Chancellor George Osborne has delivered his Budget this afternoon and announced that economic growth is forecast at just 0.6 per cent this year, half the 1.2 per cent predicted in his Autumn Statement, though failed to respond to retailers calls to freeze business rates to reduce costs.
In his speech to the Commons, Osborne announced that the fuel duty rise planned for September is to be scrapped, easing pressures on consumers and businesses alike, though made no mention of a change to business rates which are crippling retailers throughout the country.
Many fear that the Chancellor has missed an opportunity to boost the retail sector and Ian MacRitchie, Chairman of fashion retailer Hobbs, said the current method of calculation must be changed.
“High business rates are harmful to growth, as proven by the growing gaps on UK high streets,” McRitchie explained.
“This is why we are joining the industry in calling for changes to how rates are calculated.
“If the Government is seeking to revive British retail and wishes to support successful brands in order to help businesses achieve their full domestic and international potential, they should have seized their opportunity to introduce a system that produces fairer and more affordable rate increases.
“Basing a year’s worth of rates bills on one month’s RPI makes little sense and there are a variety of alternative options, such as using the Consumer Price Index or diluting inflation volatility by using a 12-month average RPI rate.
“Businesses like Hobbs have adjusted to the new multichannel, multi-national retail reality. Retailers have moved with the times and now the Government must do the same.”
The Government will invest £3 billion in infrastructure, while also announcing a number of cuts aiming to reduce the cost of living, such as scrapping the planned alcohol duty rises that would have seen prices increase above inflation while the price of a pint of beer has fallen by a penny.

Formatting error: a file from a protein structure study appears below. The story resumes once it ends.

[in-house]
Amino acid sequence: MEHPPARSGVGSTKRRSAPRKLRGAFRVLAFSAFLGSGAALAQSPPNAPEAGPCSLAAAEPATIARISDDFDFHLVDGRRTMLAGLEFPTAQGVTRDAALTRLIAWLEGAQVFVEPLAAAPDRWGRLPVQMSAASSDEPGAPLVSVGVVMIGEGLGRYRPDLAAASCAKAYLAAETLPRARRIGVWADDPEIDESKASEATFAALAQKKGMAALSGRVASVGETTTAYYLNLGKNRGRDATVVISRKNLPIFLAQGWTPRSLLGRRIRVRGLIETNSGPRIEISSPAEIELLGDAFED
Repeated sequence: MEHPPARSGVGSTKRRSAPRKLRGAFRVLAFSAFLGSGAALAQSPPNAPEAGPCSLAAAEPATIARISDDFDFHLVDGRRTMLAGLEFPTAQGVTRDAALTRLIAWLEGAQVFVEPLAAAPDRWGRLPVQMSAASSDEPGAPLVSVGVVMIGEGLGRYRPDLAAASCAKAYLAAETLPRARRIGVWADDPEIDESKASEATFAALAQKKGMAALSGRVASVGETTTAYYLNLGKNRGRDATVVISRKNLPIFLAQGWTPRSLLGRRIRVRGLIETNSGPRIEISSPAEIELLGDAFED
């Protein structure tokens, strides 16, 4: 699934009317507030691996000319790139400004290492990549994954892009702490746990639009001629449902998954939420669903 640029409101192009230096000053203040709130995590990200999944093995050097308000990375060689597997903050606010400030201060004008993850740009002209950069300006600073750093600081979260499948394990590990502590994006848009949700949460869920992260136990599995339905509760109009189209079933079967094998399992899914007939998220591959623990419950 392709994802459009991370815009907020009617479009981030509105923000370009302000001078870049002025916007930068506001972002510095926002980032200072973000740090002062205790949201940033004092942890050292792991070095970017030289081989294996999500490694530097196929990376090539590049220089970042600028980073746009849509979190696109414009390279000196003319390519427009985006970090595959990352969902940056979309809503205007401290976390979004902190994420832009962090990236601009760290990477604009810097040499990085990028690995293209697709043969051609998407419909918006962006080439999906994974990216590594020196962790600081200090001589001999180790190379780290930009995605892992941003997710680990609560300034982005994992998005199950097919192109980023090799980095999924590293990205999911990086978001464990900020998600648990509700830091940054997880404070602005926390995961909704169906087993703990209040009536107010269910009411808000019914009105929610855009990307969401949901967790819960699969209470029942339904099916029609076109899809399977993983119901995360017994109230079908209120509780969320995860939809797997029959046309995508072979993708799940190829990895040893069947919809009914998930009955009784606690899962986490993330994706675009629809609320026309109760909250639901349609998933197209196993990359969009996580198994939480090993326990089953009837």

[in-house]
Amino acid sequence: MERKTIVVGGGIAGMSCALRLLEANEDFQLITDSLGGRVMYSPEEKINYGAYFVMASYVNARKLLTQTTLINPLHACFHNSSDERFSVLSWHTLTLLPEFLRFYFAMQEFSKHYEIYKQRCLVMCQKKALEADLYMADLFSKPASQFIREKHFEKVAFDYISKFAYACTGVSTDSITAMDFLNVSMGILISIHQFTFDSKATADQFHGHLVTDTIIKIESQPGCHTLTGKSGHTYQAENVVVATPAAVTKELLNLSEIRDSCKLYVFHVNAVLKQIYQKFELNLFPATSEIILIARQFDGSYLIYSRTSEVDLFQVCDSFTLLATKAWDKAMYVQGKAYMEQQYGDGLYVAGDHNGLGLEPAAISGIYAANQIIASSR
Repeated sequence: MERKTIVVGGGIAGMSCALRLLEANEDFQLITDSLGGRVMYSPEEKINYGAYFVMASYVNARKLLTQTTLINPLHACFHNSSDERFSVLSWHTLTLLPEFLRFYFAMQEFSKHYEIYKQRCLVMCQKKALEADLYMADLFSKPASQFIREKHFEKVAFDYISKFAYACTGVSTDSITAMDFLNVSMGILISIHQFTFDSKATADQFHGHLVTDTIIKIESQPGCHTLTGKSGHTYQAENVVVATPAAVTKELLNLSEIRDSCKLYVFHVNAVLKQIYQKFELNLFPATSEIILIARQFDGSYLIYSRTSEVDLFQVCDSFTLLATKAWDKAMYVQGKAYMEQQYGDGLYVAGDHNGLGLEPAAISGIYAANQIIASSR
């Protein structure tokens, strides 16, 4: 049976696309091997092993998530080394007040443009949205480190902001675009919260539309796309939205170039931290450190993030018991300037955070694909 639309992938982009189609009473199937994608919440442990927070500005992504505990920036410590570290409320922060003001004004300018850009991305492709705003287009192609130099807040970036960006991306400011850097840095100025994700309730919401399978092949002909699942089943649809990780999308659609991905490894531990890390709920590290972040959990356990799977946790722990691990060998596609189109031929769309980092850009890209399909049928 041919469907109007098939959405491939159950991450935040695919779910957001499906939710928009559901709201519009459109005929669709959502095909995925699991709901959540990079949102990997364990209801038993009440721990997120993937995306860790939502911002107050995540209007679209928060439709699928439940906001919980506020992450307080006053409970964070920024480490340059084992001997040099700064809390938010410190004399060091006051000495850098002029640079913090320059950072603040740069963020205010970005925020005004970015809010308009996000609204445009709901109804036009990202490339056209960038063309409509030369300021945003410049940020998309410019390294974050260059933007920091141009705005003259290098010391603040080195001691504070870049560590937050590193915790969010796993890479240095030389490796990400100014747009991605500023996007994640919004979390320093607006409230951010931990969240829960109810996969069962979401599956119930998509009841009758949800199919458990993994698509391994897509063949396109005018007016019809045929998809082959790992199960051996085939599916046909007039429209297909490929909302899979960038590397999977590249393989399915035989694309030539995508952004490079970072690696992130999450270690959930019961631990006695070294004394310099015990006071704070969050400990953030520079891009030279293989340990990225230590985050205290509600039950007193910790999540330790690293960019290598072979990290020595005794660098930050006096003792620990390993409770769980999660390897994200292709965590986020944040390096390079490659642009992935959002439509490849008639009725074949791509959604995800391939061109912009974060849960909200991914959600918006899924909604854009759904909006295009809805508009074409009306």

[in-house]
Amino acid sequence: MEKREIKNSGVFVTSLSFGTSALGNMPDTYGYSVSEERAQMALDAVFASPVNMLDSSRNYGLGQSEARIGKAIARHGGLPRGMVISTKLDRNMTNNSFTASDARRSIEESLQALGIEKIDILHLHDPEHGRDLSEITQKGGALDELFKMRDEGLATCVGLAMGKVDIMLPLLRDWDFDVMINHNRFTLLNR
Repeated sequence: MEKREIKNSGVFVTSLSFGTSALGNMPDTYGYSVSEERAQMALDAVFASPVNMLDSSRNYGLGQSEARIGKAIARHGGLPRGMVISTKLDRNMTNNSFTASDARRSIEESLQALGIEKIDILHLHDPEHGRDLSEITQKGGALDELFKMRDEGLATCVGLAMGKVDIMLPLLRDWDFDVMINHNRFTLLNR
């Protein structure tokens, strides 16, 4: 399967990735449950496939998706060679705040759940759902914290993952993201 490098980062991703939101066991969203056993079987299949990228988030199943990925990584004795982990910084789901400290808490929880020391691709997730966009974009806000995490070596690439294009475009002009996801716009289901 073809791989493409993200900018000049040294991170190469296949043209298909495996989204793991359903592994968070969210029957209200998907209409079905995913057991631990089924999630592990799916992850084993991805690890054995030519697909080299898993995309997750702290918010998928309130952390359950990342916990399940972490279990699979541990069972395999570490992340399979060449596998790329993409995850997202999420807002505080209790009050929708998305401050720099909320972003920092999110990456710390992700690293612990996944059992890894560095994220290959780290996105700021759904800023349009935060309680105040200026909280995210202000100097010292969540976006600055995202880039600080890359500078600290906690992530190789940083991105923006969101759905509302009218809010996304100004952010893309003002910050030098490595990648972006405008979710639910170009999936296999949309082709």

In a bid to boost the personal finances of lower income households who are continuing to struggle amid economic gloom, Osborne announced a £10,000 tax free personal allowance, a move initially called for by pressure group the British Retail Consortium (BRC).
Commenting on the move and the Budget as a whole, BRC Director-General Helen Dickinson said: “Accelerating progress towards the target £10,000 personal allowance is something we suggested as a way of easing the pressure on household budgets, giving customers the means to spend and increasing confidence in the wider economy.
“The support that was secured for customers wasn’t matched by direct help for high street businesses.
“Economic growth is the key to deficit reduction. This was the Chancellor’s opportunity to maximise retailers’ contribution to re-establishing growth by keeping more money in customers’ pockets and leaving retailers with more money they can invest.
“He’s done well for hard-pressed households but could have done more to help retail businesses to help him deliver jobs and growth.”
Osborne said that his plans would benefit “those who want to work and get on” while noting that the Government “should put jobs first” and unveiled a £2,000 Employment Allowance from National Insurance (NI) next year, a move which will aid independents and SMEs in employing more staff.
However, a reduction in corporation tax and changes to NI contributions will not be introduced until 2014/15, and this may undermine job creation measures aimed at stimulating growth.
Opposition leader Ed Miliband attacked Osborne’s plans as “a downgraded Budget from a downgraded Chancellor”, adding that “Britain deserves better than this”, and experts agree that the announcement has done little to boost spirits across the retail world.
Neil Saunders, managing Director of analyst firm Conlumino, explained: “In short, this budget does nothing to change the pressured outlook retail faces this year.
“It does, however, offer a modicum of medium term hope. The measures, in our view, will be broadly helpful to retail from mid-2014 onwards.
“Even so, we are at best looking at an upward revision in retail growth for calendar 2014 of 0.3 of a percentage point at best; realistically the final contribution to growth is likely to be a bit lower.
“So, as far as retail is concerned, this budget is a fairly neutral affair. It changes some of the dynamics of the game, but the rules – of austerity, low growth and consumer pressure – remain very much intact.”